You hurried and I lolled, or I hurried and you lolled. I sighed and you didn’t sigh. I wanted to be talking to you and so I asked, “What are words you know but not what they mean?”

“What did you call it? That girl’s jacket?”

“Like a Toreador’s?”

“Yeah.”

“That’s a bull fighter.”

“You?”

“Caliphate.”

“Me neither.”

The movie was bad. We left before it was over.

When we got home we had bad sex. I made a sound that made you go soft.

“I’m sorry.”

“It’s just like this noisy thing in my face,” you said and made your fingers crippled and flourished them. You fell asleep. I fell asleep. In my dream, you killed me with a pretty knife. My guts fell out the front.

“I had a fucked up dream,” I said, when I felt you stirring. You looked at me but I was embarrassed.

“I heard the things you dream are things you want to happen.”

When I got home from work, you were there, of course, but it was always strange to see you there. You told me two of your co-workers got arrested in Toledo.

“Why?”

“They’re saying Tyler punched a lady-cop in the baby maker.” I stared at you. I was shocked by the word “babymaker” more than anything else.

I asked, “The cops are saying that?” You were texting, so I faced your brow. I had to tilt my face to look at all of you, chin tucked, hunched over, elbows heavy on your knees, thumbs furious, the face of bathos, I thought, and felt small and mean. “Where were they?”

“A McDonald’s parking lot,” you said, still texting.

“A McDonald’s parking lot? Were they smoking weed?” I asked.

“Why else would they be there?” you said and then you looked up at me, soberly, “this reflects badly on the boat.” I nodded. I had no idea who reflects on the crew of a cargo ship. If I asked, you would be annoyed and I would be too distracted by your face to hear you.

The next day, you had to go back.

It was the third Friday of the month, there was a catered lunch at work, I remember. I stood in line with the copywriters, Anne Marie was talking about a ten thousand dollar dental bill, and I was wondering if I’d ever get a permanent contract, if I wanted that. Once we were standing around with our plates full, she asked me if I was sad to see you go, and what you did again on the boats? I told her you were a wheelsman, which was what you were training to be, but you were actually a deckhand. Then I told her what you told me, that steering a cargo ship is like steering an apartment complex, in terms of scale. Anne Marie looked a bit awed and baffled, which is the look of anyone who asks about the boats.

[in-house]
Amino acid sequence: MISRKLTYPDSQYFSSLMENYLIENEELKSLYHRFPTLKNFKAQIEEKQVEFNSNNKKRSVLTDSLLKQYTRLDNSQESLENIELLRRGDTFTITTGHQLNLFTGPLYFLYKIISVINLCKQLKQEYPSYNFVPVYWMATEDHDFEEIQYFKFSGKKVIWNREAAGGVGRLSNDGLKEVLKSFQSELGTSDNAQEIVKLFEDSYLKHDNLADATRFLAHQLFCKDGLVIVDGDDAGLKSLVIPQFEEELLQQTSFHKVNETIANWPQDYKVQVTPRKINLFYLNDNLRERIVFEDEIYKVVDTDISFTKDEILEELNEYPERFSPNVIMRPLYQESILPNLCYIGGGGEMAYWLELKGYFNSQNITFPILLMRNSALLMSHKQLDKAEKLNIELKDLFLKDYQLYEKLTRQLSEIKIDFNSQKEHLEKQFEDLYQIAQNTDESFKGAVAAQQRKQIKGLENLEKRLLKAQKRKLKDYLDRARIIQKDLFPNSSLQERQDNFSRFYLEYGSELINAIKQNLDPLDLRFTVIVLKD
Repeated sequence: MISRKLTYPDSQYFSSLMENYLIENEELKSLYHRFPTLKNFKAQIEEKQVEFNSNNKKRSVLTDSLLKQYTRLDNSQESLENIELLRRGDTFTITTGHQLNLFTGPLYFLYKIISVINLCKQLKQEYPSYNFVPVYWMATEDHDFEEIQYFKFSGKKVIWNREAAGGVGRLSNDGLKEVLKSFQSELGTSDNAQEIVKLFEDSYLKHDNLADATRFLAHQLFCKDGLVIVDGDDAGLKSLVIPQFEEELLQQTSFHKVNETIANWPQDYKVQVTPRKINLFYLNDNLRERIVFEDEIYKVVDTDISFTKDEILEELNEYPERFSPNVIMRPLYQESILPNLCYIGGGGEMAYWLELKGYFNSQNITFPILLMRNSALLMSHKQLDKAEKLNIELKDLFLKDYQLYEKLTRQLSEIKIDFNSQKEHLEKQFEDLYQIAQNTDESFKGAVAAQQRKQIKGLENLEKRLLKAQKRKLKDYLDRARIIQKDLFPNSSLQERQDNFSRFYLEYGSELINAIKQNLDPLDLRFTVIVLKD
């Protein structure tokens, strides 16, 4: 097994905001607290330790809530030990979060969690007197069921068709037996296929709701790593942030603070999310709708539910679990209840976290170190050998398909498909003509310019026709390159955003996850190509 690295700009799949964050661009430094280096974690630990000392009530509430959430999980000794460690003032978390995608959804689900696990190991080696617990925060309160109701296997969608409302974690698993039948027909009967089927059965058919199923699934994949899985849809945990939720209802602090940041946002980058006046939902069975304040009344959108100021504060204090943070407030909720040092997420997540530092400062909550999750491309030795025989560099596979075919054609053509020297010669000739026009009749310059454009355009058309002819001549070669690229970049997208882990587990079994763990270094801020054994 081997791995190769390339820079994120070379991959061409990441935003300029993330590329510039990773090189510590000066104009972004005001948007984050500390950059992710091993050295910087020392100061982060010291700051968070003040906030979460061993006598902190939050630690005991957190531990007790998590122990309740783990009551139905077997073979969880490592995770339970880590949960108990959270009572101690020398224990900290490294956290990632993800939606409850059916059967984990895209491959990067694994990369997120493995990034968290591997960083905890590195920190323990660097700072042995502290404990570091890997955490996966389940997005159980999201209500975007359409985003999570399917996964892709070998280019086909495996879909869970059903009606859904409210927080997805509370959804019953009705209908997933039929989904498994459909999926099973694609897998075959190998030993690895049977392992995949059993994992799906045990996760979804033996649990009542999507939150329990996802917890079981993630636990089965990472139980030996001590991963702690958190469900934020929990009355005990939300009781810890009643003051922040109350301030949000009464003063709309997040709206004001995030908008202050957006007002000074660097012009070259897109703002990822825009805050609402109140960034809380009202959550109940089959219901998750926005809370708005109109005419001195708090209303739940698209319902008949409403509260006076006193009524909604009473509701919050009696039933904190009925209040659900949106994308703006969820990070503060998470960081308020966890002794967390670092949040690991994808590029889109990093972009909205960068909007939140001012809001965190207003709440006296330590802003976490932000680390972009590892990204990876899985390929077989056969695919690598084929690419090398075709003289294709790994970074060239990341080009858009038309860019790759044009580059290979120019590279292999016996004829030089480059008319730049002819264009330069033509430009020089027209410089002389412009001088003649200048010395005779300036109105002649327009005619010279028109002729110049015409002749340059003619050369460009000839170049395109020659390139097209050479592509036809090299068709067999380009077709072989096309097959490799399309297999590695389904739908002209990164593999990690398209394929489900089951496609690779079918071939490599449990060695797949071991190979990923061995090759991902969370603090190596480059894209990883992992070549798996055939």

In the toilet, the email notification startled me.

Subject: Re: I miss You

M,

I keep trying and trying but it’s no use. I do not want

to get married.

I have become

less compassionate, less democratic and

more and more bitter all the

time….

I really think you agree in some ways and it

would be

best if we could

be nice to each other about this. Civil at least.

I know that

I am doing

the right thing

however I'm sorry that I can’t make it work. for now – J

Sent from my iPhone

I called you but when you answered it was only wind.

You left me a voicemail, “It’s so fucking cold. To talk to you I have to stand on top of the grain elevator. I don’t know what to say.”

I went home and my street was still my street. Once I was inside, I was thinking, I’ll cry. I smoked and looked out the window at the snow bright street until dusk made it grey and ugly. Every man, woman, or dog that walked past was unremarkable. I didn’t have the heart to really watch them or to draw the blinds and be alone. There was a birthday party for my friend who worked for a women’s rights NGO.

When the street had settled into the night, when there were no more people with grocery bags or children, I put on my coat. It never occurred to me not to go. I was not having fun, but I thought “fun” many times, and I smiled every time.

On my way home from the party, drunk, I got some pizza and fed the dog a slice. When I wept into his fur he bristled, as trembling as any condolence.

You called at five in the morning. I was still on the floor, with the dog.

“I know you don’t want to talk to me,” you said, sounding like you were crying. This anguished chirp couldn’t come from you.

“What happened?”

“Carlos is dead. It was an accident, a bad accident. And he’s dead.”

“You’re ok?”

“It happened and we dealt with it and then it was just us sitting around staring and I couldn’t sit anymore. I was like, I’m gonna go for a walk, take a civilian route.”